As we reported last month, Apple is lowering the commission on the App Store from 30 to 15 percent for developers with revenues below one million dollars – and that will be the majority.
Apple currently has over 20 million registered developers and the App Store has around 1.8 million apps from around 500,000 developers.
As Apple now introduces a lower commission of 15 percent for developers whose business draws in less than a million dollars a year, the overwhelming majority of developers will benefit from the reduction,
Appfigures show that 376,000 of the apps in the store charge in some way (sold directly or have buy-in-the-app/subscriptions) and they come from around 124,500 developers. Two percent of these have revenues in excess of one million dollars and will continue to pay 30 percent to Apple.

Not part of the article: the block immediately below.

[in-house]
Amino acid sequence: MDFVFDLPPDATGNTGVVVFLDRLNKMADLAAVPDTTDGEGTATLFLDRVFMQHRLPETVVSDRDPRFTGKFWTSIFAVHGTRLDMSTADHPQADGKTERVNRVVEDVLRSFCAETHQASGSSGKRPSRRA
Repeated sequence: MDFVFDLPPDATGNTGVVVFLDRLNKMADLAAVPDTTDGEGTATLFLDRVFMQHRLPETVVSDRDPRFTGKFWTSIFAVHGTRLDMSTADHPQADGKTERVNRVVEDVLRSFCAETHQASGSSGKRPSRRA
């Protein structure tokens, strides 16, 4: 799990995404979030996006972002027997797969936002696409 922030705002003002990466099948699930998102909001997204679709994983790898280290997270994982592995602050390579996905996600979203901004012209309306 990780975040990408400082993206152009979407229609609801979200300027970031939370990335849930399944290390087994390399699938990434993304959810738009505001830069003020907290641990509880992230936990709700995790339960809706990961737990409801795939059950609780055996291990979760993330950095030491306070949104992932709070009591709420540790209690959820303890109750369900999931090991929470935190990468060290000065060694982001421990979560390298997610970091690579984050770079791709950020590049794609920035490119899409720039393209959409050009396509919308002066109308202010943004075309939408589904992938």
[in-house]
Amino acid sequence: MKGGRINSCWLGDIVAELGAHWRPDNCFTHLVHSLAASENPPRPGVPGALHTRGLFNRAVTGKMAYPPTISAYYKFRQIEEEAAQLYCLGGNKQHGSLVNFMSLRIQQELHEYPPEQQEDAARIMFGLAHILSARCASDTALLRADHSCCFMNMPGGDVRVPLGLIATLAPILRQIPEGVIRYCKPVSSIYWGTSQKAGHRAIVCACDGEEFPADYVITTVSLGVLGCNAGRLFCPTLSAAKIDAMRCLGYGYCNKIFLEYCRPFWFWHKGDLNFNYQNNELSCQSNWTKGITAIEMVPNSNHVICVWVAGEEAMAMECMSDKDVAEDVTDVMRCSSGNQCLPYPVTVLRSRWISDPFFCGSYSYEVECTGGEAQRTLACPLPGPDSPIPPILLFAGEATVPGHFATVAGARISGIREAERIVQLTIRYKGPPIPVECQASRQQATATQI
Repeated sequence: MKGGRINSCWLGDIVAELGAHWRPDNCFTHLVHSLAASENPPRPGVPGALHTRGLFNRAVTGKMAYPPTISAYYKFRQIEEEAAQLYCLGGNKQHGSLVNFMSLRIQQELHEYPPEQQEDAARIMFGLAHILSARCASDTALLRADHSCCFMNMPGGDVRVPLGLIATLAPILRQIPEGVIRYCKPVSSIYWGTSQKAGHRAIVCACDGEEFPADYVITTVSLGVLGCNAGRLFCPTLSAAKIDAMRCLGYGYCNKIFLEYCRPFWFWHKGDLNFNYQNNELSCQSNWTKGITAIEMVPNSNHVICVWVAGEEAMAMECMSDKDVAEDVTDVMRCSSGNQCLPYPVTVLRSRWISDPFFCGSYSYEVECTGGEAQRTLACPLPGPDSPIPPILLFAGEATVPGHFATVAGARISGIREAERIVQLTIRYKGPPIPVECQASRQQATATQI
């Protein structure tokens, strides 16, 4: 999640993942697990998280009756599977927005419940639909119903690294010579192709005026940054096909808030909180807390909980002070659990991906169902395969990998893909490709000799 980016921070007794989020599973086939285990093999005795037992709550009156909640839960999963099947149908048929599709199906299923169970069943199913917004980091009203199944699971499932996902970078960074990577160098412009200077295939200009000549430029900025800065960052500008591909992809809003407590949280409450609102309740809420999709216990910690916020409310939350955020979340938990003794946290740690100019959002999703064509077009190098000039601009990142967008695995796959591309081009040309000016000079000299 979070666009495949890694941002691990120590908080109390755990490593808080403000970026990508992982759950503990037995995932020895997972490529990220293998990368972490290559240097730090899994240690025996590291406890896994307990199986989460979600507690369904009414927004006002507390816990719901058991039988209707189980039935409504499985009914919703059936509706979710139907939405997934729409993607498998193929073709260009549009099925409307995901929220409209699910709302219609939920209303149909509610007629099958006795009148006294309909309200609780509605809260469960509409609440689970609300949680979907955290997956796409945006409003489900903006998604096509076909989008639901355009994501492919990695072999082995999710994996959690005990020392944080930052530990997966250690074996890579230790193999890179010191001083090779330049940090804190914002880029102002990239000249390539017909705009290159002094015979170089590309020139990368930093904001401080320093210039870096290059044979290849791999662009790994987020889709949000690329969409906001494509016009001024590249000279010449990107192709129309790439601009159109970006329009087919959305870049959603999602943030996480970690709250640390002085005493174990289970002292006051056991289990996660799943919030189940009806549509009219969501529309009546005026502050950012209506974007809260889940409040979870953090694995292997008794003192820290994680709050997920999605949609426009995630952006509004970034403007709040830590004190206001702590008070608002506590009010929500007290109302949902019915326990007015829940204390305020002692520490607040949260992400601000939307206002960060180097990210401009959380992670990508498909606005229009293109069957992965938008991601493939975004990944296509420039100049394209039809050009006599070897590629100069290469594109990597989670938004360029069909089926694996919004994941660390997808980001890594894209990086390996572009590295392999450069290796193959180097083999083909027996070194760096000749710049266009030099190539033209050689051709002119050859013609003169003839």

Of those who pull in over a million dollars, just over 50 percent are game developers, while each about five percent develop apps in health and exercise, social media, entertainment and photo/video. Education, lifestyle, music, productivity and tools have even fewer developers with large revenues. However, these figures apply to 2019 and Appfigures points out that the 2020 pandemic has changed the balance.
For Apple, the reduced commission will not affect revenue much. According to
data from Sensor Tower from 2019, one percent of the developers accounted for 93 percent of the revenue, and I guess the 98th percentile unit accounts for a large part of the remaining seven percent.
The original story:
Apple halves App Store fees for small businesses.
There have been many complaints that the
App Store is unfair to develelopers who had been expected to pay 30% to Apple.
This article originally appeared on
Macworld Sweden. Translation by Karen Haslam.